Belgian train drivers have gone on strike in protest at safety conditions after a collision that left at least 18 dead.

Investigators are still scouring the wreckage of the two trains amid fears that more bodies could be found.

They are also sifting for clues on what caused one of the worst rail accidents in Belgium's history.

Some of the 100 injured from yesterday's high-speed disaster remain in serious conditions in hospital.

Many train drivers are now on strike, saying that poor working conditions contributed to the crash near the town of Halle, 15km southwest of Brussels.

One of the two drivers of the trains was among the dead.

The strike was spontaneously organised and rail unions are not involved.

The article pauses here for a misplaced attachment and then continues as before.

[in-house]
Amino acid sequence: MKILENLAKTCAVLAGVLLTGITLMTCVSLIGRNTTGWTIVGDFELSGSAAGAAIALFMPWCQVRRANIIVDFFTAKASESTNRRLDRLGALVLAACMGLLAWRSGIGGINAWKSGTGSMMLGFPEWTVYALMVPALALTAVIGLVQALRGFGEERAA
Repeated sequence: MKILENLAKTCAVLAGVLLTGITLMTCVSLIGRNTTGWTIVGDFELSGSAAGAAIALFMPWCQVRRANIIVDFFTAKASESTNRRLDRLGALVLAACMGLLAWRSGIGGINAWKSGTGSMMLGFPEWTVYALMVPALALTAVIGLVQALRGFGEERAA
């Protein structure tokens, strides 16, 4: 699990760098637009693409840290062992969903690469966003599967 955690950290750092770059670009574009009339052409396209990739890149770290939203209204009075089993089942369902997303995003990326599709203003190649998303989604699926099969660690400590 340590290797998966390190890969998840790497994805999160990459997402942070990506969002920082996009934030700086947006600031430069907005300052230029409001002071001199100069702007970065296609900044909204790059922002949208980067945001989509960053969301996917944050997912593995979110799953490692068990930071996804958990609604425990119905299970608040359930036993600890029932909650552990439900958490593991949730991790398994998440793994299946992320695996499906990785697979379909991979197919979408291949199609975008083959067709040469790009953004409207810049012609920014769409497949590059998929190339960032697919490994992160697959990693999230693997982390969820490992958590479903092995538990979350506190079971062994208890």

Eurostar train services to and from London have been cancelled for a second day along with all Thalys International services to France, Germany and the Netherlands because of the wreckage and the strike.

Brabant provincial governor Lodewijk De Witte said yesterday that one of the trains had apparently failed to stop at a red light and hit the other at high speed.

The train line where the crash happened is fitted with a security system designed to halt trains automatically at a stop sign.

However, one of the trains was not equipped with the system, according to Marc De Scheemaecker, a senior official for the SNCB national rail service.

The information caused concern among the train drivers, the Belgian press and beyond.